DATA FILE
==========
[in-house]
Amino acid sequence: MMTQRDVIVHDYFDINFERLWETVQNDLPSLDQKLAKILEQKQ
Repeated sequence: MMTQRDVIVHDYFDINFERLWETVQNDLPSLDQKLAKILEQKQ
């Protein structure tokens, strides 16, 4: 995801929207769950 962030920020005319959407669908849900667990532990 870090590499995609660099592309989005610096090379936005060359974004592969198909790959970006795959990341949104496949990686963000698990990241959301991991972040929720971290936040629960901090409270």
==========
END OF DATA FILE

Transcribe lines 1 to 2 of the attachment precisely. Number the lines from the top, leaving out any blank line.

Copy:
[in-house]
Amino acid sequence: MMTQRDVIVHDYFDINFERLWETVQNDLPSLDQKLAKILEQKQ